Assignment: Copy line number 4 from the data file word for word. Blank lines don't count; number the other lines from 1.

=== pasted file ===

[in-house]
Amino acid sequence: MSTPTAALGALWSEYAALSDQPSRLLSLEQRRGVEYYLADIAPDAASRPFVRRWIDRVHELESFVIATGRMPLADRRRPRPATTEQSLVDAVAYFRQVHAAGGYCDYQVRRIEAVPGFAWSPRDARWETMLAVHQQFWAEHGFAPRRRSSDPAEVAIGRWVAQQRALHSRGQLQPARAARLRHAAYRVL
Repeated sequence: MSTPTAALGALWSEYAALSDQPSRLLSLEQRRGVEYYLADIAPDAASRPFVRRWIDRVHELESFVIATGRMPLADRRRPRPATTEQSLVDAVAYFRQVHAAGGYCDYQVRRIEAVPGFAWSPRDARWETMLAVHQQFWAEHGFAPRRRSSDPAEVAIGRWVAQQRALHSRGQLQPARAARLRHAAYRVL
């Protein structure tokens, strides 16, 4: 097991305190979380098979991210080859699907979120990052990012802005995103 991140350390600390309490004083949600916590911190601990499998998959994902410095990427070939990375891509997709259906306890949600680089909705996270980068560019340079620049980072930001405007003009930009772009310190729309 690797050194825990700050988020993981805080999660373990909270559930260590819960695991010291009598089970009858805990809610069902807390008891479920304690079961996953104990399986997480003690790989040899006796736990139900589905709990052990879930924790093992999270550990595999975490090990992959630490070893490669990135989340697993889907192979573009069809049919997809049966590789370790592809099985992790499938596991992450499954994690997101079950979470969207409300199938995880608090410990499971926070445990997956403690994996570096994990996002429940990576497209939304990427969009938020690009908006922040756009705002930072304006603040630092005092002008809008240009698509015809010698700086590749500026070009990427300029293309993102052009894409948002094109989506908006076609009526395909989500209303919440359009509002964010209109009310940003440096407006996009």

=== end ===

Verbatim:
């Protein structure tokens, strides 16, 4: 097991305190979380098979991210080859699907979120990052990012802005995103 991140350390600390309490004083949600916590911190601990499998998959994902410095990427070939990375891509997709259906306890949600680089909705996270980068560019340079620049980072930001405007003009930009772009310190729309 690797050194825990700050988020993981805080999660373990909270559930260590819960695991010291009598089970009858805990809610069902807390008891479920304690079961996953104990399986997480003690790989040899006796736990139900589905709990052990879930924790093992999270550990595999975490090990992959630490070893490669990135989340697993889907192979573009069809049919997809049966590789370790592809099985992790499938596991992450499954994690997101079950979470969207409300199938995880608090410990499971926070445990997956403690994996570096994990996002429940990576497209939304990427969009938020690009908006922040756009705002930072304006603040630092005092002008809008240009698509015809010698700086590749500026070009990427300029293309993102052009894409948002094109989506908006076609009526395909989500209303919440359009509002964010209109009310940003440096407006996009």